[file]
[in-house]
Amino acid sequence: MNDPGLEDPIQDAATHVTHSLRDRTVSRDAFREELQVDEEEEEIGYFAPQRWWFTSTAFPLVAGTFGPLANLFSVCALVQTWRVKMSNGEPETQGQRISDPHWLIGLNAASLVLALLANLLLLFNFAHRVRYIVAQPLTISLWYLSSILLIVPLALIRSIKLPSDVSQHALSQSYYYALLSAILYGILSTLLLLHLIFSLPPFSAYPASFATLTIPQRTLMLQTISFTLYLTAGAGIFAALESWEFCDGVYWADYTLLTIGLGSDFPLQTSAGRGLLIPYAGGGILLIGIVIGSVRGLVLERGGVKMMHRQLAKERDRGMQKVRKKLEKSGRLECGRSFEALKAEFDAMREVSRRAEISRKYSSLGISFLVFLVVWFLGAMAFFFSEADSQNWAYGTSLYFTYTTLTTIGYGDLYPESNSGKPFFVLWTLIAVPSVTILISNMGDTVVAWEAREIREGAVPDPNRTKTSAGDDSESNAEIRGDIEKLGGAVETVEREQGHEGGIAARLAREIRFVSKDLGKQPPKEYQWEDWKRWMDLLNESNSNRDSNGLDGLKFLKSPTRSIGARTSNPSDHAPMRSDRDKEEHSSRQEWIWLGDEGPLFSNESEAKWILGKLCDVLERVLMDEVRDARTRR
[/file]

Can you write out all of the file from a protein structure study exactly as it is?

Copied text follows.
[in-house]
Amino acid sequence: MNDPGLEDPIQDAATHVTHSLRDRTVSRDAFREELQVDEEEEEIGYFAPQRWWFTSTAFPLVAGTFGPLANLFSVCALVQTWRVKMSNGEPETQGQRISDPHWLIGLNAASLVLALLANLLLLFNFAHRVRYIVAQPLTISLWYLSSILLIVPLALIRSIKLPSDVSQHALSQSYYYALLSAILYGILSTLLLLHLIFSLPPFSAYPASFATLTIPQRTLMLQTISFTLYLTAGAGIFAALESWEFCDGVYWADYTLLTIGLGSDFPLQTSAGRGLLIPYAGGGILLIGIVIGSVRGLVLERGGVKMMHRQLAKERDRGMQKVRKKLEKSGRLECGRSFEALKAEFDAMREVSRRAEISRKYSSLGISFLVFLVVWFLGAMAFFFSEADSQNWAYGTSLYFTYTTLTTIGYGDLYPESNSGKPFFVLWTLIAVPSVTILISNMGDTVVAWEAREIREGAVPDPNRTKTSAGDDSESNAEIRGDIEKLGGAVETVEREQGHEGGIAARLAREIRFVSKDLGKQPPKEYQWEDWKRWMDLLNESNSNRDSNGLDGLKFLKSPTRSIGARTSNPSDHAPMRSDRDKEEHSSRQEWIWLGDEGPLFSNESEAKWILGKLCDVLERVLMDEVRDARTRR